Compassion and Pragmatism

Compassion is the inspiration for making changes.
Pragmatism and practicality allow us to make the changes happen.

One of the greatest of all human and spiritual attributes is compassion. The ability to relate to the suffering of others and to wish to help them end that suffering. But in this world, when we witness suffering, injustice, cruelty and insensitivity, compassion alone can lead to frustration, pain and other emotions. Compassion alone is not enough to bring about change.

Pragmatism allows us to step back from the emotions associated with compassion and to see the world as it currently is and to discover how to realistically implement that compassion or to make the changes necessary to turn that compassionate viewpoint into a reality.

Pragmatism can also, on the other hand, lend itself to limiting beliefs and to derailing change before it has an opportunity to take hold. Pragmatism, in its extreme form, is often used to say, “No”, before a full understanding of a situation is presented. Pragmatism is all too often expressed as limited and negative thinking. Many self-identified pragmatic individuals believe that their view and experience of reality is the only one that is real and correct. Of course, this viewpoint is not at all realistic but one that has woven itself into the fabric of many a human being’s mindset.

The ‘But’ Word

We have often heard the admonition about the term ‘but. All that matters is what comes after the word but. Everything in the sentence before the term but is meaningless. For instance, “Yes, everything is possible but somethings are not realistic”. You would think that after thousands of years of humanity’s learning about what is possible and what is not possible that these absolutes about impossibility would have disappeared but they do not. For instance, I find humor in the pronouncements of scientists who state that faster than light travel is impossible. I suppose these are the reincarnations of scientists who stated unequivocally that the earth was flat and was the center of the universe and that human beings would never fly.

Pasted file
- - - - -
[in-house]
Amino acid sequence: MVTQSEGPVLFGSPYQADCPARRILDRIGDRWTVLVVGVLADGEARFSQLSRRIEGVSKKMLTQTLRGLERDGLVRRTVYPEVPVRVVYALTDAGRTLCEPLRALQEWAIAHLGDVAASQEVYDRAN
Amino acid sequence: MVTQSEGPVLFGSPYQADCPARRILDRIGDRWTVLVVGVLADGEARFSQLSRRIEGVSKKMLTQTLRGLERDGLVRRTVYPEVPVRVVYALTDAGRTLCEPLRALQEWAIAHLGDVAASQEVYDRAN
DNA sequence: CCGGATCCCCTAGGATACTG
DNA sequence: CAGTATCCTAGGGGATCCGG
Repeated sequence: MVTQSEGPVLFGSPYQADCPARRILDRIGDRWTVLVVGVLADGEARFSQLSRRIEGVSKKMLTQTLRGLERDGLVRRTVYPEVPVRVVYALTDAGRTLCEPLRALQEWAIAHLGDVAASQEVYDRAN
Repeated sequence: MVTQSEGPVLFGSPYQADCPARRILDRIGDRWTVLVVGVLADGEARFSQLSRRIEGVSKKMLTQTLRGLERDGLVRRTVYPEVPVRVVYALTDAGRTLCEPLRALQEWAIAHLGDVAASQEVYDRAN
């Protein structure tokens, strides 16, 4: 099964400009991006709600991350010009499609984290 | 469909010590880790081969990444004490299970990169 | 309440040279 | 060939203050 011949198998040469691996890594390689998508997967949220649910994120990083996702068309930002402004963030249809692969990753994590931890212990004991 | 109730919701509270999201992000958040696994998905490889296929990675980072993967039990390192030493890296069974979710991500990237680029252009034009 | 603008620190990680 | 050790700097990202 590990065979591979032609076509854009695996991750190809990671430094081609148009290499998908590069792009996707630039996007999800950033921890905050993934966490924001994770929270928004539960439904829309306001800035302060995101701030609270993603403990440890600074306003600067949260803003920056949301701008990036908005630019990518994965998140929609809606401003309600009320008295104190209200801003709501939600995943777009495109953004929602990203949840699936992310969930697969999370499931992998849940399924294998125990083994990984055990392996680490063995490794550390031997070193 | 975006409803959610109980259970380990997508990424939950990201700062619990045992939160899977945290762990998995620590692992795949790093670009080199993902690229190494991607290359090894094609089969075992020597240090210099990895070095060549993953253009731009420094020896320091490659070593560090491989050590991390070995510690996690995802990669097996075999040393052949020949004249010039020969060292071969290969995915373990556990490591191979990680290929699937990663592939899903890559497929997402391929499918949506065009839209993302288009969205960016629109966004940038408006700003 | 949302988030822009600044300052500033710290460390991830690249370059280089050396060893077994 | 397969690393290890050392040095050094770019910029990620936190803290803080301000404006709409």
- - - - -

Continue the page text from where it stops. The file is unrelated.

Science has yet to discover how faster than light travel can be accomplished or to develop the technologies that make it possible. This lack of discovery does not equate to impossibility. It only points to the need for creative and open-minded research and experimentation.

Compassion, Pragmatism and Possibilities

It is not impossible for humanity to live on this planet in harmony with the rest of the creatures who consider this their home. It is not impossible to change the mindset of those who believe that the earth exists to serve humanity. It is not impossible to eradicate greed and cynicism from humanity. In fact, human survival demands these changes. Compassion fills us with the innate knowledge that it is essential to live in harmony with all life. Pragmatism is the tool we use to discover and implement the creative solutions to transform the impossible into the possible.

Pragmatism should not be the brake that stops change but the objective and creative means of facilitating change when change is required. Pragmatism should not be an excuse for limiting beliefs but a challenge to discover previously undiscovered solutions to issues raised by compassion.

To bridge compassion and pragmatism requires specific disciplines that everyone is capable of learning and developing. Those disciplines include;

  • Mindfulness
  • Objectivity
  • Critical Thinking
  • Meditation
  • Creativity
  • Openness
  • Listening skills
  • Mental and emotional stillness
  • Self-awareness
  • Curiosity
  • Emotional Intelligence

Compassion and pragmatism should be used hand in hand to facilitate the strengthening and evolution of an organization and humanity as a whole. They enhance each other increasing the efficacy of each. Both are required. Humanity’s future depends upon it.


© 2018 Jon Shore

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